A Bittersweet Day at the Allergist’s Office

Last week brought a whirl wind of emotions to this food allergy mom. I tried to start writing about that day right away but it took me a while to finish this post. It’s not because I’m uncomfortable sharing that experience with you.  I think I was completely overwhelmed.

So, here it goes…

Let me start with the good news. After over a year of convincing, (both from the allergist and me) Child#2 finally decided that she’s ready to do a food challenge for dairy. For the past few years, her numbers continued to go down and our allergist thought that it’s about time to do some challenges so that we can slowly add to her diet.

At first she was hesitant. It has been over 6 years since she had regular milk. She’s so used to her non dairy alternatives that she doesn’t want to switch anymore. However, when she heard “ice cream”, she got excited. I guess she’s not really a big fan of coconut and avocado flavored ice cream after all.

lactose free items

Anyway, for the challenge, I was asked to bring some lactose free milk and plain vanilla lactose free ice cream. Why lactose free? Well, this is to make sure that in case my daughter reacts, it’s primarily due to dairy and not because of lactose intolerance. That actually made sense right?

While Child#2 isn’t happy with the taste of the milk, she really enjoyed eating the ice cream.

Yup! She passed her dairy food challenge and we’re slowly adding some dairy products to her diet. Happy dance! Plus… her lung test results are way better than last year. A hope that she might slowly be outgrowing her asthma.

Now for the bad news…

Over 2 years ago, Child#4 outgrew all his food allergies — wheat, dairy, egg, peanuts and all tree nuts. Since then, he had eaten wheat, dairy and egg products without issues. As for the tree nuts and peanuts, the allergist advised us to avoid them until he had a food challenge. Even if both his blood work and skin test came out negative, he wanted him to do his first tasting (he never had nuts and peanuts) at the doctor’s office.

At that time, we didn’t pursue a challenge because one, Child#4 didn’t want to eat anything with a nut or peanut.  He just turned 5 and was really picky (stubborn) eater. Since he’ll be tested for at least 5 different types of tree nuts and peanuts, I wanted to make sure that the first experience will not be forced or traumatic for him. Otherwise, he might be hesitant to do the other tests. Two, our house is still peanut and tree nut free  because of Child#2 and #3. That means he still can’t eat those allergens at home.

This summer, since his sister is scheduled for a challenge, I tried to get him to do at least one as well.

Because it has been 2 years after his skin and blood work, our allergist decided to run a quick skin test. He said if it’s negative, we’ll schedule a series of food challenges in the following weeks.

A few minutes after the specimens were placed on his skin, I was surprised to hear my youngest complaining. Unlike the last time when he kept asking “Are we done yet?”, this time I was caught off guard. He was really upset. Why? Because his arms are getting really itchy.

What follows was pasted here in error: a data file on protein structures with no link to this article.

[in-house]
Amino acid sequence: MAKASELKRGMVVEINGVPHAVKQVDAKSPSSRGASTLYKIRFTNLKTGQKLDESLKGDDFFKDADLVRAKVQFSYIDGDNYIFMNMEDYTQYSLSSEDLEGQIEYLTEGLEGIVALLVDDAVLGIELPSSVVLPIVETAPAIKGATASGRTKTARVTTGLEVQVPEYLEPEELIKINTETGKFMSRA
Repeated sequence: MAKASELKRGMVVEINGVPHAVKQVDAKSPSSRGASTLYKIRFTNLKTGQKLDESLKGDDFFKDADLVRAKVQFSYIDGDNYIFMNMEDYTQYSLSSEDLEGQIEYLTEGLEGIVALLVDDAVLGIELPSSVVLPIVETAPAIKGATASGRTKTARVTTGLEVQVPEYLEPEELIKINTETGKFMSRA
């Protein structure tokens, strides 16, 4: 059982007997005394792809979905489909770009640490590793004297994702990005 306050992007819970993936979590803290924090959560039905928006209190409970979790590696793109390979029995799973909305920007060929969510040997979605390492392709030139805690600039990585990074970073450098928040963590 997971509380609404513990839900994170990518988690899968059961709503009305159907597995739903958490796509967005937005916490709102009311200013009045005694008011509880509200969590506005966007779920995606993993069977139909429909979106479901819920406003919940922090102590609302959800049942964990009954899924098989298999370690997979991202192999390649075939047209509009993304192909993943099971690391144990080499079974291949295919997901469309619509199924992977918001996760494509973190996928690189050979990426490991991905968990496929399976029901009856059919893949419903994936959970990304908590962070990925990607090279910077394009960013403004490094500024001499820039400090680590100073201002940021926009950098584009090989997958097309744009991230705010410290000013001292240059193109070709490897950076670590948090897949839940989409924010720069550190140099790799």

As I try to entertain him to be able to finish the test, I saw red big bumps almost the size of a dime. I’m sure you all know what that meant. At the back of my mind, I’m still hoping I’ll get a different result.

When the allergist came in after few minutes, he said I think we don’t need to prolong his agony. He is definitely allergic to walnuts, hazelnuts, cashews, almonds, Brazil nuts, peanuts and sesame. With this reaction, a challenge is totally out.

Are you kidding me?

It was a bittersweet day. I’ve experienced the joy of seeing a child outgrow an allergy. I also faced the ugly truth that allergies can come back anytime. While I try to deny, this is the reality I have to accept.



  1. Ugh. I feel for you. Living with food allergies is definitely difficult. As a teacher, I see first hand the challenges that kids face when they have these allergy issues. I wish there was a lot more education out there about these issues so that people become more aware of them. I think your blog will be a fabulous platform for that.

    1. Thank you Robin. I’m trying my best. Teachers like you are my number one source of help in educating other kids and families in schools. I hope you’ll continue to help spread the awareness around.

  2. So sorry to hear your son is in discomfort. We suffer allergies here as well. Many years ago I had an ELISA test which showed intolerance to gluten and dairy. We found out my son had an issue with dairy when we switched him to cow milk at 1 yrs old. We too use all the alternative dairy products (icecream, milk, yogurt, kefirs) I have been slowly adding dairy back into my son’s diet, he is 11 now. So far so good. Maybe he has out grown it? I hope. I wish your children all the best with this, I know it is hard.

  3. I couldn’t imagine how difficult it would be to live with multiple allergies, not to mention multiple kids with multiple allergies. Plus it would be so hard to control outside of the home what your kids come in contact with. Hope they grow out of it.

    1. Thank you Chloe. It’s a totally different “lifestyle” indeed. Often times, it’s misunderstood as well.

  4. Sorry all your children have some kind of allergy. I did not have any food allergies until I hit 50 years old. Unbelievable huh! I truly believe (not a conspiracy theorist) our government does not prevent things in our food that they should. So many people are allergic to so much now, it is unreal. I have other friends that their babies were born with horrendous food allergies. BORN with them. uggg Thanks for sharing.

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